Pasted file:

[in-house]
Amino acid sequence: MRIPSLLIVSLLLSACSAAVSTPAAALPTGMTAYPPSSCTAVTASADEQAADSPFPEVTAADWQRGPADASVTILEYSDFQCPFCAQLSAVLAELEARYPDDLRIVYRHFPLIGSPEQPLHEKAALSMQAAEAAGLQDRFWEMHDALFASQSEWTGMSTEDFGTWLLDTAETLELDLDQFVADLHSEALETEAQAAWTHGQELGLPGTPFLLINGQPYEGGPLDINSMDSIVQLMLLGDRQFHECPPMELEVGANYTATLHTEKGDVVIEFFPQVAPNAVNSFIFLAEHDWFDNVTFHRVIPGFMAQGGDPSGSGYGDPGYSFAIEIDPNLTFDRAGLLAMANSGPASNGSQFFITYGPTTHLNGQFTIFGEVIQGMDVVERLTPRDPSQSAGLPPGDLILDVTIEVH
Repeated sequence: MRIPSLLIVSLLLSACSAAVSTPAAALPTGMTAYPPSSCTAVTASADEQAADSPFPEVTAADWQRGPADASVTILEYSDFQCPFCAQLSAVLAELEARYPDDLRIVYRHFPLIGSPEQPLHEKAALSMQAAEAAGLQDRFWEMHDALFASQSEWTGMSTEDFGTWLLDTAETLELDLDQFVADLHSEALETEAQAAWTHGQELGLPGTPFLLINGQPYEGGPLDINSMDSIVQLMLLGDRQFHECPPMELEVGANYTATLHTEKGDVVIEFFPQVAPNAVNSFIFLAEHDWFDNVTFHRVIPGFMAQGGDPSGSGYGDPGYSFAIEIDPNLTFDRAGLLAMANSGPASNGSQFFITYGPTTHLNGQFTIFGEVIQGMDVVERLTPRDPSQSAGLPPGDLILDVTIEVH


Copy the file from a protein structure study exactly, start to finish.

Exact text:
[in-house]
Amino acid sequence: MRIPSLLIVSLLLSACSAAVSTPAAALPTGMTAYPPSSCTAVTASADEQAADSPFPEVTAADWQRGPADASVTILEYSDFQCPFCAQLSAVLAELEARYPDDLRIVYRHFPLIGSPEQPLHEKAALSMQAAEAAGLQDRFWEMHDALFASQSEWTGMSTEDFGTWLLDTAETLELDLDQFVADLHSEALETEAQAAWTHGQELGLPGTPFLLINGQPYEGGPLDINSMDSIVQLMLLGDRQFHECPPMELEVGANYTATLHTEKGDVVIEFFPQVAPNAVNSFIFLAEHDWFDNVTFHRVIPGFMAQGGDPSGSGYGDPGYSFAIEIDPNLTFDRAGLLAMANSGPASNGSQFFITYGPTTHLNGQFTIFGEVIQGMDVVERLTPRDPSQSAGLPPGDLILDVTIEVH
Repeated sequence: MRIPSLLIVSLLLSACSAAVSTPAAALPTGMTAYPPSSCTAVTASADEQAADSPFPEVTAADWQRGPADASVTILEYSDFQCPFCAQLSAVLAELEARYPDDLRIVYRHFPLIGSPEQPLHEKAALSMQAAEAAGLQDRFWEMHDALFASQSEWTGMSTEDFGTWLLDTAETLELDLDQFVADLHSEALETEAQAAWTHGQELGLPGTPFLLINGQPYEGGPLDINSMDSIVQLMLLGDRQFHECPPMELEVGANYTATLHTEKGDVVIEFFPQVAPNAVNSFIFLAEHDWFDNVTFHRVIPGFMAQGGDPSGSGYGDPGYSFAIEIDPNLTFDRAGLLAMANSGPASNGSQFFITYGPTTHLNGQFTIFGEVIQGMDVVERLTPRDPSQSAGLPPGDLILDVTIEVH